Who says COBOL doesn't get tweaks?
IBM Power/AIX machines get 64-bit support - finally
Some software development projects take a long time to complete, and others seem to take an eternity. So it is, it seems, for 64-bit support for IBM's COBOL compiler for its own AIX Unix variant running on Power-based servers.
IBM has been shipping 64-bit Power-based servers since 1995 (starting with its proprietary AS/400 line and eventually including its AIX-based RS/6000 Unix line), and has had been delivering a 64-bit variant of AIX since 2001. (While AIX 4.3, launched in 1997, could run on 64-bit Power iron, it could do so because IBM's PowerPC processors had a 32-bit compatibility mode, implemented in hardware, to run legacy code, such as AIX and its applications.)
More than seven years ago, when IBM went 64-bits with AIX, the company was equally significantly reading its Power4 dual-core processors and the related "Regatta" server line that not only put IBM on the map in Unix, but paved the way for Big Blue to become the revenue leader in Unix servers that it is today. (Hard to believe, but it did happen, and Hewlett-Packard and Sun Microsystems now play second fiddles in revenue market share.)
Through all of this time, though, IBM's COBOL for AIX compiler has been relegated to 32-bit memory addressing. Crazy, right?
This week, IBM delivered COBOL for AIX V3.1, which sports 64-bit application development alongside the older 32-bit mode that was still the way to code COBOL apps on AIX back in 2004, when COBOL for AIX V2 was launched. (Back then, with V2, IBM added a Java-like, object-oriented syntax to COBOL and support for XML and its own DB2 8 database, which were in their own ways a big deal.)
The V3.1 release of COBOL for AIX now supports VSAM and STL files (these are flatfile formats that predate relational databases that are still commonly used for COBOL applications), but also includes a V2 compatibility mode for smaller STL and VSAM file so customers don't have to recompile legacy COBOL applications even if they do want to use larger files with new - yes, new - COBOL applications.
COBOL for AIX V3.1 runs on Power Systems machines that have AIX 5.3 or 6.1 running on them.
What will the COBOL compiler team think of next? And how long will it take to deliver? ®
If it's even moribund
then isn't it perfectly reasonable for IBM to add new features to more popular languages and program products first, and leave updating COBOL for last?
My aren't we snooty
First editorial correction: VSAM is certainly not a "Flat" (usually read as sequential) file system. However, it is most assuredly NOT a database. It does support several different types of organisation, which I could detail but no one reading this that doesn't know it already would care. Point is it is arguably the fastest way EVER to get at your data --- ASSUMING you know how you want to get at it. It would be unimaginably dreadful for most any data mining sort of operation. But I worked on a system where the decision was made to use VSAM over DB2 simply because there was no rational need for a database and VSAM is MUCH faster. Not to knock DB2, or any other database, it simply provides far fewer options, and until someone invents a free lunch it will always be faster. Are relational DBs fast enough? Usually yes, but they are not the only game in town. "When all you need is a hammer, sometimes a hammer will work just fine!"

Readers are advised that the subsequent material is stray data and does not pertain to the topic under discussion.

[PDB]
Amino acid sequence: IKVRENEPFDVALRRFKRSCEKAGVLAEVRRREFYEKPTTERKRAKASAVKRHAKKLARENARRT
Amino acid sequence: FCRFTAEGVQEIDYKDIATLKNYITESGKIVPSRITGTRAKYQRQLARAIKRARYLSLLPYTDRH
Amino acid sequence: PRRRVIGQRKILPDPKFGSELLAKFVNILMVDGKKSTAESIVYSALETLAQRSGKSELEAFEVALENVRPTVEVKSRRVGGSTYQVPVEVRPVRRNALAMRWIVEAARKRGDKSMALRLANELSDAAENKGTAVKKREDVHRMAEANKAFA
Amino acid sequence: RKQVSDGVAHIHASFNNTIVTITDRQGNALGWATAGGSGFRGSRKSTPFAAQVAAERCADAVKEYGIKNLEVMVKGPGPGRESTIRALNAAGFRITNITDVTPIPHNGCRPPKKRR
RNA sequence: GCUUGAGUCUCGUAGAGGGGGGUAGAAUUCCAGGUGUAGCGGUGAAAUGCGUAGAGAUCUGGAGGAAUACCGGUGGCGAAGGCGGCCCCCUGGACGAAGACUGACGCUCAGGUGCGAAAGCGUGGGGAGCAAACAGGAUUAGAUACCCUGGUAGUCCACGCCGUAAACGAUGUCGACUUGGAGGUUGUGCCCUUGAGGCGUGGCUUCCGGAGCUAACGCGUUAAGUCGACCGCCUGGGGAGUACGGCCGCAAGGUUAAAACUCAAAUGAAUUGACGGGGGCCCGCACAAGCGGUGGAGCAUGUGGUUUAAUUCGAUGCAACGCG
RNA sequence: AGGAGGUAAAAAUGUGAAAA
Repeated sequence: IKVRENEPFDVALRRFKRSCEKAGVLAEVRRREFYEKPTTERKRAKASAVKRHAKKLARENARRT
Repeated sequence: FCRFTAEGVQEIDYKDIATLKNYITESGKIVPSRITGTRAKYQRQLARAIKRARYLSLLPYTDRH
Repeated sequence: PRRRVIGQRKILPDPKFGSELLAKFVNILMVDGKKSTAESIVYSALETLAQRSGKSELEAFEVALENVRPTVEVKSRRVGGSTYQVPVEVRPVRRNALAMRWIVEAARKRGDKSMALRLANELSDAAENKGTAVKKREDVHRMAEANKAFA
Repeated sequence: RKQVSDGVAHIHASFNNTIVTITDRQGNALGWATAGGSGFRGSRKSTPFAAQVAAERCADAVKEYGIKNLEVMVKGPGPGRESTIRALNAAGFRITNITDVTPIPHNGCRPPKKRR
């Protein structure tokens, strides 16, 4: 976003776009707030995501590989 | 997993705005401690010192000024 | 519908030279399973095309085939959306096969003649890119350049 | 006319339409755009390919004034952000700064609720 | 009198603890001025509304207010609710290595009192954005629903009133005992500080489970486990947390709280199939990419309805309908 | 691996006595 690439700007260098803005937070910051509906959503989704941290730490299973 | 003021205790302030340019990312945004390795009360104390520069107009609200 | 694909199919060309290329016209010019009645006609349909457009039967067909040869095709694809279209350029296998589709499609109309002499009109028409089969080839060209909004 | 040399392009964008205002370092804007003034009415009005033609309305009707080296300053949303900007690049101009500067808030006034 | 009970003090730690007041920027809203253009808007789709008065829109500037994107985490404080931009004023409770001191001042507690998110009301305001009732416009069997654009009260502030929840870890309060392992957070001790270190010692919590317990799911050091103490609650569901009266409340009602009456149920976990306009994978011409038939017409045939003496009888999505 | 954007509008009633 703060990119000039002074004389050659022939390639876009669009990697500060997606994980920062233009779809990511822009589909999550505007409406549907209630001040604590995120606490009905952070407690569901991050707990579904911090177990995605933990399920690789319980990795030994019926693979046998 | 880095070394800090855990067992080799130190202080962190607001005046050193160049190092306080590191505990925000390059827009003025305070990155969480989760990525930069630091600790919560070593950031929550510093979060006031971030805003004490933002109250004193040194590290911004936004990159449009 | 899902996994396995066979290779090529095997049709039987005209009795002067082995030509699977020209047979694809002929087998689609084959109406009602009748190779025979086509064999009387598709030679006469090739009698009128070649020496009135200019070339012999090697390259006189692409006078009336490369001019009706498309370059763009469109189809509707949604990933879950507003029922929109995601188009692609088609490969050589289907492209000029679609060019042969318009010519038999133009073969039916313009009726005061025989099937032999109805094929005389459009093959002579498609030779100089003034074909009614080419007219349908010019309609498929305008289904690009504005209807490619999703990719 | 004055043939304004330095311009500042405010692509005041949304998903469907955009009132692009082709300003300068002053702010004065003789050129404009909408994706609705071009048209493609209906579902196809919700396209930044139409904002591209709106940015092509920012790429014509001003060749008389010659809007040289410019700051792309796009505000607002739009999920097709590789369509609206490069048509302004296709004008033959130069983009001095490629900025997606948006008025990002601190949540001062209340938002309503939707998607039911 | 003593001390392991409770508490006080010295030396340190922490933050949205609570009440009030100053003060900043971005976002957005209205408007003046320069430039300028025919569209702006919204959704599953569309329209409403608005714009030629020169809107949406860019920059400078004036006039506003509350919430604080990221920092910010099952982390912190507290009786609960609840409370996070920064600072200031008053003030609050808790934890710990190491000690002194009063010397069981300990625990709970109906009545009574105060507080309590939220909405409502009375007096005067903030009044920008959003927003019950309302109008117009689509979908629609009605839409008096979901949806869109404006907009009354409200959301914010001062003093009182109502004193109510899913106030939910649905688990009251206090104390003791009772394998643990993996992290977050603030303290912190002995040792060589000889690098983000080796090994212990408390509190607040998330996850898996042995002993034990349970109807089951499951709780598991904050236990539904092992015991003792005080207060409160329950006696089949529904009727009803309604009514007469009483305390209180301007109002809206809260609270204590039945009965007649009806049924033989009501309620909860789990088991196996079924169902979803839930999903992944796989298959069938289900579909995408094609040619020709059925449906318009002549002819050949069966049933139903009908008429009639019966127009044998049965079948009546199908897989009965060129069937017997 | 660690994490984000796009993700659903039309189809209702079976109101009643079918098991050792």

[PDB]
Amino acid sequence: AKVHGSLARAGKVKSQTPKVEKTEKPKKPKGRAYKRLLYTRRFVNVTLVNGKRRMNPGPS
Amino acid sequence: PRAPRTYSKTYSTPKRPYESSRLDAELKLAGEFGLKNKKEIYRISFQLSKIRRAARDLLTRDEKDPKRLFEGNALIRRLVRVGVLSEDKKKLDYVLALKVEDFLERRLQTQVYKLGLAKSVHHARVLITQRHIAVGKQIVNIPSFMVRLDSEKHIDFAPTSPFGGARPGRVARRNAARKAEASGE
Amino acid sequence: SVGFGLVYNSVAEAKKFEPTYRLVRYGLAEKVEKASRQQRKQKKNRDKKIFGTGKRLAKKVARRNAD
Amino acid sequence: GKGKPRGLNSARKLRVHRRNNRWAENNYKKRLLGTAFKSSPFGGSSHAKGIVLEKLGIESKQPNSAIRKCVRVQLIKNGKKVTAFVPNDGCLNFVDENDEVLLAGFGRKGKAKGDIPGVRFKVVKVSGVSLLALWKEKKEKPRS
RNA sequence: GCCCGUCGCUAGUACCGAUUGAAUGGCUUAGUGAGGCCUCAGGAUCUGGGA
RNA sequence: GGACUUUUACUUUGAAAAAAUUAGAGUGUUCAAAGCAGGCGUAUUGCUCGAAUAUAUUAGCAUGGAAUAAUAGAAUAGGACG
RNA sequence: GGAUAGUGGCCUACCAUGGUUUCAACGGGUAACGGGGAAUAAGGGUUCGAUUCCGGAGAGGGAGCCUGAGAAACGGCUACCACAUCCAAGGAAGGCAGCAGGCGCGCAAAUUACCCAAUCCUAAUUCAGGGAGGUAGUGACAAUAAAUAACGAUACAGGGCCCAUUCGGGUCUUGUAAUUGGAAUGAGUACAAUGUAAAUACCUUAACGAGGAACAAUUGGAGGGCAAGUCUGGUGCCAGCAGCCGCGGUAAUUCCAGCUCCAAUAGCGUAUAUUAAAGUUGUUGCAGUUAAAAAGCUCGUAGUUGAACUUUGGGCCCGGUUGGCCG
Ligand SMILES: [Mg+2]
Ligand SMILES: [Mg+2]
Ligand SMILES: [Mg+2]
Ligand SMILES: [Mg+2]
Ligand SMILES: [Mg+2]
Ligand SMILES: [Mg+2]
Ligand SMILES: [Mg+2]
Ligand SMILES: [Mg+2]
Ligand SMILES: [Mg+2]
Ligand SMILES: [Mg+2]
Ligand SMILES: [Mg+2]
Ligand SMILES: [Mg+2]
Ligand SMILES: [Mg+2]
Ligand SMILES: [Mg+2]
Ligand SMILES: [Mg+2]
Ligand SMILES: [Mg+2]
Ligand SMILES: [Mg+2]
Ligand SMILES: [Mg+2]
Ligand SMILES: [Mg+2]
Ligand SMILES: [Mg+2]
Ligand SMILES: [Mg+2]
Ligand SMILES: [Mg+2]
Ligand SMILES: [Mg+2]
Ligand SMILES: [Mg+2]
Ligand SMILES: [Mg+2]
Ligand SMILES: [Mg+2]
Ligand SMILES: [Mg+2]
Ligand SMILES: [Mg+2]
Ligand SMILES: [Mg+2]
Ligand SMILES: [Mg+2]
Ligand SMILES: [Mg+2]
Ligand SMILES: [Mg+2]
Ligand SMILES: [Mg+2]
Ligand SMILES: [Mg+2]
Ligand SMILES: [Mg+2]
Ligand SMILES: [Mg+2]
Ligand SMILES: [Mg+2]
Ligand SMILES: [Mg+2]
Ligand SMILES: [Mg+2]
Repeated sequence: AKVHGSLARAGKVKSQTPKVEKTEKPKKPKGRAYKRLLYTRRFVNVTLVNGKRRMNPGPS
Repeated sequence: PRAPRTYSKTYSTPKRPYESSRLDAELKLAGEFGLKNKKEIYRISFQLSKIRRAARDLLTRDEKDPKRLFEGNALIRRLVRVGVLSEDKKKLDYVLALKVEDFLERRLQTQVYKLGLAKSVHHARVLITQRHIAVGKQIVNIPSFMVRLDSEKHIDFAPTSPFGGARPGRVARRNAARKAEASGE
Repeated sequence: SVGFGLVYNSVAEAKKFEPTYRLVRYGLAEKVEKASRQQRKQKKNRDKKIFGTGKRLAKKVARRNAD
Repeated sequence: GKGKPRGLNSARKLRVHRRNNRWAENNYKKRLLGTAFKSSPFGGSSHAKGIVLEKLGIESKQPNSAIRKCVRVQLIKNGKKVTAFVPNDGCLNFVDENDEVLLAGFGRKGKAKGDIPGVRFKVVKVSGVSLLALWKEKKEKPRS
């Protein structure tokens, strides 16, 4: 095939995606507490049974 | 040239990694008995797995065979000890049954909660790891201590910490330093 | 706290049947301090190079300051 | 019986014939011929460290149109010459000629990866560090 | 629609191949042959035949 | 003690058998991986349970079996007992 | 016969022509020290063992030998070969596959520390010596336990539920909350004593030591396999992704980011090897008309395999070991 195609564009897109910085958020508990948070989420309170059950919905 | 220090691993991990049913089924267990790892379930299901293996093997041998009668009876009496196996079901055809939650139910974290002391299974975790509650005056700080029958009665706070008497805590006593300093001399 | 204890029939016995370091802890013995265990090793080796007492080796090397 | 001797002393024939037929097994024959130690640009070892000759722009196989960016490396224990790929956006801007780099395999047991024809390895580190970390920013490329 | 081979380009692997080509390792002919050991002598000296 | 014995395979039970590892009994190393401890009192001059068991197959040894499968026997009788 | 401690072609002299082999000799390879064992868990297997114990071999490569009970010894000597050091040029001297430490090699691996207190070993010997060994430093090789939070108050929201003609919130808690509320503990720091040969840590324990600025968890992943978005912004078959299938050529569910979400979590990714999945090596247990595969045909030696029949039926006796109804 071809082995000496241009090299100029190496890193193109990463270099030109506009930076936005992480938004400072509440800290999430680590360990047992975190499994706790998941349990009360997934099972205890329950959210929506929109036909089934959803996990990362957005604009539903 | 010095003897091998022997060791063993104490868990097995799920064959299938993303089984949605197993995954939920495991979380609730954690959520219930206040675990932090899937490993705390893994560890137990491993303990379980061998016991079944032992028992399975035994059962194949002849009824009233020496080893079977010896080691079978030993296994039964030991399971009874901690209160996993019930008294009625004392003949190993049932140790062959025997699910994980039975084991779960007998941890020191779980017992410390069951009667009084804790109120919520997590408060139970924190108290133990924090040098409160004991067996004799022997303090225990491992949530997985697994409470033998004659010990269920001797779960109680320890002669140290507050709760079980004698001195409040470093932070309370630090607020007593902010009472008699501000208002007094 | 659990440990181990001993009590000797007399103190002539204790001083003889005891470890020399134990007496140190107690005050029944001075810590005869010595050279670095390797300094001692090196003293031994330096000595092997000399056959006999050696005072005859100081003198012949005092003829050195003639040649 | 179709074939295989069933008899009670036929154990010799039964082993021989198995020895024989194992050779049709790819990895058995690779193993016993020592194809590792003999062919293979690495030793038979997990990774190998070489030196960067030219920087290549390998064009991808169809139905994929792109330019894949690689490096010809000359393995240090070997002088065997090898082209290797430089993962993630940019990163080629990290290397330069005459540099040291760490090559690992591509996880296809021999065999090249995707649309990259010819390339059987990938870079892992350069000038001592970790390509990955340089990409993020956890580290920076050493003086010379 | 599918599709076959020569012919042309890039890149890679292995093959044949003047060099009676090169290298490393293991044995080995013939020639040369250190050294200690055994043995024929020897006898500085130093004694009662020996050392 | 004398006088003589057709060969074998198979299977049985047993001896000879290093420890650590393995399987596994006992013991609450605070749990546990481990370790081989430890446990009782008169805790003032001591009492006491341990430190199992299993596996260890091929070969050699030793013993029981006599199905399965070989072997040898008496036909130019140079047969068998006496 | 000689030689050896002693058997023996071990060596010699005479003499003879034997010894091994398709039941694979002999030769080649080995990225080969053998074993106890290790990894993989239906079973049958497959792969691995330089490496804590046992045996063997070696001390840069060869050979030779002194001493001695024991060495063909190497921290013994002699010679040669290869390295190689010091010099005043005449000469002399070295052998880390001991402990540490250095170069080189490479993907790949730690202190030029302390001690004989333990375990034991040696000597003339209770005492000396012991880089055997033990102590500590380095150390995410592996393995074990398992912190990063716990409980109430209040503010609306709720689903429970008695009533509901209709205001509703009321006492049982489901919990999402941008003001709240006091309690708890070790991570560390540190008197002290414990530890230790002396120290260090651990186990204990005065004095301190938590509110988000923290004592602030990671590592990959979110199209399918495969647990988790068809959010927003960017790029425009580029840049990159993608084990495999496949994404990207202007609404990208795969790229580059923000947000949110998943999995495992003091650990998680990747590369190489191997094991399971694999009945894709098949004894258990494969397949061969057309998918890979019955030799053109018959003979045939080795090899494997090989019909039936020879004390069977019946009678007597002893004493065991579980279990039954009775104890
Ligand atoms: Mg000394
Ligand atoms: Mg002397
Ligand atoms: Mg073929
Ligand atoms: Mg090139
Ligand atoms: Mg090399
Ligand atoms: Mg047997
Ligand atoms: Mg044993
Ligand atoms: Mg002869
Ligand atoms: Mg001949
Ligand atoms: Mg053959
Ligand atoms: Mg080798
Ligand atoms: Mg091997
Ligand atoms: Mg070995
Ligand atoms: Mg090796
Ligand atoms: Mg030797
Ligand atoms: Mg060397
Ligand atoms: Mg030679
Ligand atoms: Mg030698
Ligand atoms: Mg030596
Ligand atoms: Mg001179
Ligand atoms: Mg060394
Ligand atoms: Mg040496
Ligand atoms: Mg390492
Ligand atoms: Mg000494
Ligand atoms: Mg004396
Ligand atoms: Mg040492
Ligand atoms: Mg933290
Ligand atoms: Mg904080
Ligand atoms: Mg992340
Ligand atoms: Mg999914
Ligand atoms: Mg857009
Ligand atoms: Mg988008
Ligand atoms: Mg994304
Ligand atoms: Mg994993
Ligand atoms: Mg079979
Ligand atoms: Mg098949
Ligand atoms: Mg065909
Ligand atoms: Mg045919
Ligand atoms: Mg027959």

On COBOL, it like all other languages has it's good points and bad. It's single greatest detraction is that it has about a -1.628E30 cool factor. As pointed out the installed base is gigantic, shrinking, but gigantic and will probably be with us for at least 20 years, maybe 50.
As procedural languages go, it is actually among the best in the world. (There's your flame bait right there.) It never ceases to amaze me that anyone ever thought writing a business program in C was even a workable idea. The mere concept of business means the computational heavy lifting is that sometimes you get to subtract as well as add! But mostly what you do in business, even the mighty Inter-web ( :P ) is move known quantities of fixed length character data about: disk to screen, screen to paper, etc etc. Rinse and repeat 700 billion times. COBOL is uniquely suited to that task. C, which lacks the concept of a fixed length character string stands out as the worst (mainstream) language ever for this purpose. And of course you can write remarkably repugnant COBOL. And yes I still have a sore spot about the repugnant C to which I was subjected. But if we're going to rant let's rant about something really dreadful.
Given all this, I am very glad to be rid of COBOL. I am very much more glad to be rid of C. C++ was a lovely prototype of what an OO language probably shouldn't do. What Sun did with Java is miraculous. It is however, contrary to this decade's belief, not the evolutionary culmination of computer language, but it is DAMN good. Better than COBOL, (OO COBOL is a true abomination of nature) and WAY better than C.
In many way's it is good that IT doesn't live in its past. It's what I like so much about this industry. It reinvents itself every 10 years. But not every new idea is a good one, and not every old idea was folly. COBOL was (is) an important tool of business. And business is not "cool" it is pragmatic, pondering, and pays for this entire quirky experiment we call life.
The Mark Twain of programming languages...
...because reports of its death have been greatly exaggerated!
I'm a bit of an old geezer, started working in IT in 1979, and the the first language I learned was COBOL. I remember being worried at the time that I had taken a wrong turn with the job because the trade press was full of stories that COBOL was finished. 30 years on I read this story. Life in the old dog yet!